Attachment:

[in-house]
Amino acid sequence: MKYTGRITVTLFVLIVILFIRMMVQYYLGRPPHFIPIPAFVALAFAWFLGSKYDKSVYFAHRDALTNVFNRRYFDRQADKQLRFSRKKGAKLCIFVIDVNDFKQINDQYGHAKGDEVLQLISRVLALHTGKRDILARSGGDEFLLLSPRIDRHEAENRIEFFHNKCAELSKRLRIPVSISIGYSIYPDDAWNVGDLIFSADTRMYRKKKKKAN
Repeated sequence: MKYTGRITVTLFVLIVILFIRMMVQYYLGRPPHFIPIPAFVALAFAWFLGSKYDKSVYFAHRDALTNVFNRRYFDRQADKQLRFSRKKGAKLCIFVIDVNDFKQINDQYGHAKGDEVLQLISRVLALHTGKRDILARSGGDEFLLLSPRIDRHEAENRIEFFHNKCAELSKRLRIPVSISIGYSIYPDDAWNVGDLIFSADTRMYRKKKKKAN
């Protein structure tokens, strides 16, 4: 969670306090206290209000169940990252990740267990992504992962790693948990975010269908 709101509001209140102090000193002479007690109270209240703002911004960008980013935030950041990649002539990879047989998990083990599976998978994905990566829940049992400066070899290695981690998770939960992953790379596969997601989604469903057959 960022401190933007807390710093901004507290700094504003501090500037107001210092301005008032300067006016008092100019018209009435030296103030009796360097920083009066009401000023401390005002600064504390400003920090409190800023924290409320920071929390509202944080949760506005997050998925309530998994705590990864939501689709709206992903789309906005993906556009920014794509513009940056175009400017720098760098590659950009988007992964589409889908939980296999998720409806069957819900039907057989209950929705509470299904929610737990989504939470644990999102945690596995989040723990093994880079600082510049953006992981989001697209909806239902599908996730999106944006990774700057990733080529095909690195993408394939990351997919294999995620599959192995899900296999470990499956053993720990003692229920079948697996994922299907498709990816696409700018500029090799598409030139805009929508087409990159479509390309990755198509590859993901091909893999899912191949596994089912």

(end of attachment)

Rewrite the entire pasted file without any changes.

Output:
[in-house]
Amino acid sequence: MKYTGRITVTLFVLIVILFIRMMVQYYLGRPPHFIPIPAFVALAFAWFLGSKYDKSVYFAHRDALTNVFNRRYFDRQADKQLRFSRKKGAKLCIFVIDVNDFKQINDQYGHAKGDEVLQLISRVLALHTGKRDILARSGGDEFLLLSPRIDRHEAENRIEFFHNKCAELSKRLRIPVSISIGYSIYPDDAWNVGDLIFSADTRMYRKKKKKAN
Repeated sequence: MKYTGRITVTLFVLIVILFIRMMVQYYLGRPPHFIPIPAFVALAFAWFLGSKYDKSVYFAHRDALTNVFNRRYFDRQADKQLRFSRKKGAKLCIFVIDVNDFKQINDQYGHAKGDEVLQLISRVLALHTGKRDILARSGGDEFLLLSPRIDRHEAENRIEFFHNKCAELSKRLRIPVSISIGYSIYPDDAWNVGDLIFSADTRMYRKKKKKAN
């Protein structure tokens, strides 16, 4: 969670306090206290209000169940990252990740267990992504992962790693948990975010269908 709101509001209140102090000193002479007690109270209240703002911004960008980013935030950041990649002539990879047989998990083990599976998978994905990566829940049992400066070899290695981690998770939960992953790379596969997601989604469903057959 960022401190933007807390710093901004507290700094504003501090500037107001210092301005008032300067006016008092100019018209009435030296103030009796360097920083009066009401000023401390005002600064504390400003920090409190800023924290409320920071929390509202944080949760506005997050998925309530998994705590990864939501689709709206992903789309906005993906556009920014794509513009940056175009400017720098760098590659950009988007992964589409889908939980296999998720409806069957819900039907057989209950929705509470299904929610737990989504939470644990999102945690596995989040723990093994880079600082510049953006992981989001697209909806239902599908996730999106944006990774700057990733080529095909690195993408394939990351997919294999995620599959192995899900296999470990499956053993720990003692229920079948697996994922299907498709990816696409700018500029090799598409030139805009929508087409990159479509390309990755198509590859993901091909893999899912191949596994089912």